Will It Ever Stop Raining?

Cities across the country smashed rainfall records, thanks to a set of factors.

A car washed away by flood waters remains partially submerged in the torrential rains that followed Hurricane Florence.
A car washed away by flood waters remains partially submerged in the torrential rains that followed Hurricane Florence. (Jonathan Drake / Reuters)

For much of the United States, September played out as follows: Rain tonight, followed by more rain in the morning. Watch for occasional drizzle and downpours, which will be interspersed with rain.

“It really worked out to be an odd September. It’s been a very wet month for two-thirds of the country,” says Jon Gottschalck, the chief of operations at the Climate Prediction Center in the National Weather Service.

So, what gives? Gottschalck told me that all this abnormal amount of moisture can’t be blamed on any one weather factor. What makes September “odd,” he said, is that the cause of the rain tended to vary by region.

In the north, much of the woe can be blamed on the jet stream, the high-atmospheric river of air that whisks storms across the country. The stream has spent most of the month unusually far north, lingering in Southern Canada, and moving very little air across the continental United States. So storms have tended to crawl across the country, dropping more rain on fewer places before they make it to sea. This northern jet stream also blocked drier, cooler pockets of air from making it to the United States.

In the upper Midwest, that helped lead to stalled-out rainstorms and dangerous flooding earlier this month. A slow-moving storm system also led to record rainfall and flash flooding in Oklahoma this weekend, killing one. (Meanwhile, the northerly jet stream has brought a rare bout of tornadoes to Ontario and Southern Canada.)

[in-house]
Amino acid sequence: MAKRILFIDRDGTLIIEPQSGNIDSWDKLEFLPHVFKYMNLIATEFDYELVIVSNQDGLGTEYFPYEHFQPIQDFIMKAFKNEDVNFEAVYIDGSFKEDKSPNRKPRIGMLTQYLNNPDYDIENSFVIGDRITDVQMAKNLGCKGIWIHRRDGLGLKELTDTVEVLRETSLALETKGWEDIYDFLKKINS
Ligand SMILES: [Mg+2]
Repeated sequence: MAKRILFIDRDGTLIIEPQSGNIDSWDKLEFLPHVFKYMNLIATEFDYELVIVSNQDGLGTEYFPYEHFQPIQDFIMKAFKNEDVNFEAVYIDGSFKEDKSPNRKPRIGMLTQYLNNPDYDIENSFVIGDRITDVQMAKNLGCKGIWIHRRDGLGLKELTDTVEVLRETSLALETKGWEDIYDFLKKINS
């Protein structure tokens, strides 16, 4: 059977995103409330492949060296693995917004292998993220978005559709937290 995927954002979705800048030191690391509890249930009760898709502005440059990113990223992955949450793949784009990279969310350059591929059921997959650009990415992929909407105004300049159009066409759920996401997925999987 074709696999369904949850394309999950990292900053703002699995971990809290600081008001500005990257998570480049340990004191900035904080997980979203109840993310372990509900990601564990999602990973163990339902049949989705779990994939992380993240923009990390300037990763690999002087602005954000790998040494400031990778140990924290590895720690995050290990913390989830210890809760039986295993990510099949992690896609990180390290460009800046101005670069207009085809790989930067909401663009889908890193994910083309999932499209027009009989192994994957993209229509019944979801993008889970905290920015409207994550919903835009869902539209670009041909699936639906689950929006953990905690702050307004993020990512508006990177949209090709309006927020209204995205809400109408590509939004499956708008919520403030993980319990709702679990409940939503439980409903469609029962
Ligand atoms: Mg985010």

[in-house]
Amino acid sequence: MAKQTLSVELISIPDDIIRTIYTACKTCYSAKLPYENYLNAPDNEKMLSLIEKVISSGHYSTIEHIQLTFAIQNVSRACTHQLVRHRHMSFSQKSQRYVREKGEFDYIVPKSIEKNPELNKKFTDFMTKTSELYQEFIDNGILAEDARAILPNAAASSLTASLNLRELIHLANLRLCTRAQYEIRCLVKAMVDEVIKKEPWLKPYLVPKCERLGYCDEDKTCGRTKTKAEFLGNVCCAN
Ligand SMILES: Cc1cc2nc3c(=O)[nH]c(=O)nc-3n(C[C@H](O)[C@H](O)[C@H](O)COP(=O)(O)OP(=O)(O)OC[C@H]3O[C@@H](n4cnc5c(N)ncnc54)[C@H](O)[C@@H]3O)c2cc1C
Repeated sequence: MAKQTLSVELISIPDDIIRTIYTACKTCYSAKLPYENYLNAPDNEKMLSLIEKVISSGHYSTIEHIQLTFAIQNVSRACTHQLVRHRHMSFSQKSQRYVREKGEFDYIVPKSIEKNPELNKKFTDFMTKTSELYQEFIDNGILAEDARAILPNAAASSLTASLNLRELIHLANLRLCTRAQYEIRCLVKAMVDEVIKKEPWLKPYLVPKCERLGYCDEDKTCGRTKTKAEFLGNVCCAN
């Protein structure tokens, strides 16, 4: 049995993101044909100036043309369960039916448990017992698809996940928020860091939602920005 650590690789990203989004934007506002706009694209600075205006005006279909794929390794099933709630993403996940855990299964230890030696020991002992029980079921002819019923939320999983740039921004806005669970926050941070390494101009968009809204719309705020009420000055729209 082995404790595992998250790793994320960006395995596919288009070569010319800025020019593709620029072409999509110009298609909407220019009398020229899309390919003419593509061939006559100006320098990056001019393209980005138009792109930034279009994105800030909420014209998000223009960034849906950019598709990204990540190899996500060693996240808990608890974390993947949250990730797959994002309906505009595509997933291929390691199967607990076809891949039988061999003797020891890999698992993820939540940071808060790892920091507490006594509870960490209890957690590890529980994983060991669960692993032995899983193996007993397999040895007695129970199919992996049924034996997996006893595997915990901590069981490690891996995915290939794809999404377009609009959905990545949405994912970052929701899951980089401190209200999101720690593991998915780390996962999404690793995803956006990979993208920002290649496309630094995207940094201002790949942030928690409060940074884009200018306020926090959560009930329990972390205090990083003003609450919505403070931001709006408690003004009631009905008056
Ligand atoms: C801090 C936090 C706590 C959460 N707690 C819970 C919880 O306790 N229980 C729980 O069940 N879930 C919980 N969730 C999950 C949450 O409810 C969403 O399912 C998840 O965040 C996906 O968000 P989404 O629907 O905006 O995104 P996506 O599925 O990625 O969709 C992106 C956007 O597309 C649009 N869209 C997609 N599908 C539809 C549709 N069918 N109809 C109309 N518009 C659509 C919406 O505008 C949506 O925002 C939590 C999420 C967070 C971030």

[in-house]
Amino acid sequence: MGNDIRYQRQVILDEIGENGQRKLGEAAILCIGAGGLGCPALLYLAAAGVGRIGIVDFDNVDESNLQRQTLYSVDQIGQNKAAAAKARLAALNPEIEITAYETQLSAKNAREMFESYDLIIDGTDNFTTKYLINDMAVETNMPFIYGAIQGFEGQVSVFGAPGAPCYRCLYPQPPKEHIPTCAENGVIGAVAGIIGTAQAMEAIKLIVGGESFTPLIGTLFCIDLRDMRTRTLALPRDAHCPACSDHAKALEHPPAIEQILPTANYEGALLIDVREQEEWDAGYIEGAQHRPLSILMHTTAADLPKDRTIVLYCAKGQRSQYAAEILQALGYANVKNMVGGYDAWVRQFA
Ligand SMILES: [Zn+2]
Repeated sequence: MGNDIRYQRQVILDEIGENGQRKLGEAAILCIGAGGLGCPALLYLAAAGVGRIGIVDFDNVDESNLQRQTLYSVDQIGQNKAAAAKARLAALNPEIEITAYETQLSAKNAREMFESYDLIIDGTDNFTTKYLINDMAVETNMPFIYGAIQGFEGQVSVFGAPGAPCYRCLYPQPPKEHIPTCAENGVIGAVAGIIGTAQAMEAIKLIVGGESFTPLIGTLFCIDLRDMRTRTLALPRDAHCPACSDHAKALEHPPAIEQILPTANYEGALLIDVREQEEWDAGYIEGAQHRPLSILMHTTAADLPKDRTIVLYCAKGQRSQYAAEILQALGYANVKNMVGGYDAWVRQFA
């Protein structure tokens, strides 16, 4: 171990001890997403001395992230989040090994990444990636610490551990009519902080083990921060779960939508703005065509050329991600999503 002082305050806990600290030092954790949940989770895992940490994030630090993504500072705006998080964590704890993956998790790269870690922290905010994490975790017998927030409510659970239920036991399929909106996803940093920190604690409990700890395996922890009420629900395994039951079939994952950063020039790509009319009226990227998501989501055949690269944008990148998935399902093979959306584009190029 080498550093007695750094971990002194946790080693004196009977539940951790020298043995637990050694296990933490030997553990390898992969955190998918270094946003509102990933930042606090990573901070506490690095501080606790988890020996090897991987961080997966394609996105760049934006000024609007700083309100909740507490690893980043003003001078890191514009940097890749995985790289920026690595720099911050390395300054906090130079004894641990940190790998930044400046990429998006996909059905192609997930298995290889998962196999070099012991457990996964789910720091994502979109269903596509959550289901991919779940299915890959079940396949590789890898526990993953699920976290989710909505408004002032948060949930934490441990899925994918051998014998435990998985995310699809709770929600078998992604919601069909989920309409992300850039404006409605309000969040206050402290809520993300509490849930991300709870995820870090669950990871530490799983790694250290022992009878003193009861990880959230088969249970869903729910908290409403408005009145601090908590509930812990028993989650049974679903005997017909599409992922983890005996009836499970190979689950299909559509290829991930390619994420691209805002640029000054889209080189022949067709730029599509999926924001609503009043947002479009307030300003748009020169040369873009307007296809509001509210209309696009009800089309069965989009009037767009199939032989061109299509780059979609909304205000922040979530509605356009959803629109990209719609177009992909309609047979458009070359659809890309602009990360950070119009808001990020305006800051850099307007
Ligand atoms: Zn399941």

In the southern half of the country, Tropical Storm Gordon brought torrential rains to Alabama and Mississippi. Waves of moisture wafted across the Gulf of Mexico and dumped their contents on Southern Texas. And Hurricane Florence brought pounding rains from the Carolinas to the Great Lakes.

Records fell accordingly. Dallas-Forth Worth has received four times as much rain as normal this month, breaking a 1932 record. Washington, D.C., has not only seen a top-five September for rainfall, but a record-challenging year. The nation’s capital has seen almost twice as much rain in 2018 as famously dreary London. And large swaths of the Appalachians are likely experiencing their wettest-ever September.

Of course, cities across southeastern North Carolina also just had their rainiest month ever, as a set of 1877 records buckled under the endless torrents of Florence. Wilmington, North Carolina, was already enduring a wet year—it surpassed its annual average rainfall totals all the way back in early August—before it saw 30 inches of rain in this month’s storm.

Some of this record-shattering weather may presage what is to come. Large rainfall events have gotten more common across most of the United States since the beginning of the 20th century, according to the National Climate Assessment. The same report also projected them to get even more intense and frequent in the decades to come, especially in the Northeast.

But there is good news, at least in the short term: “There does appear to be a change,” Gottschalck said. The jet stream is pushing south, meaning that storms will likely begin to pick up speed as they move across the continent. “We should start to see some colder air and frost and freezing get into the northern Plains and Rockies,” he added.

So it will get drier. But it will also, soon enough, get colder.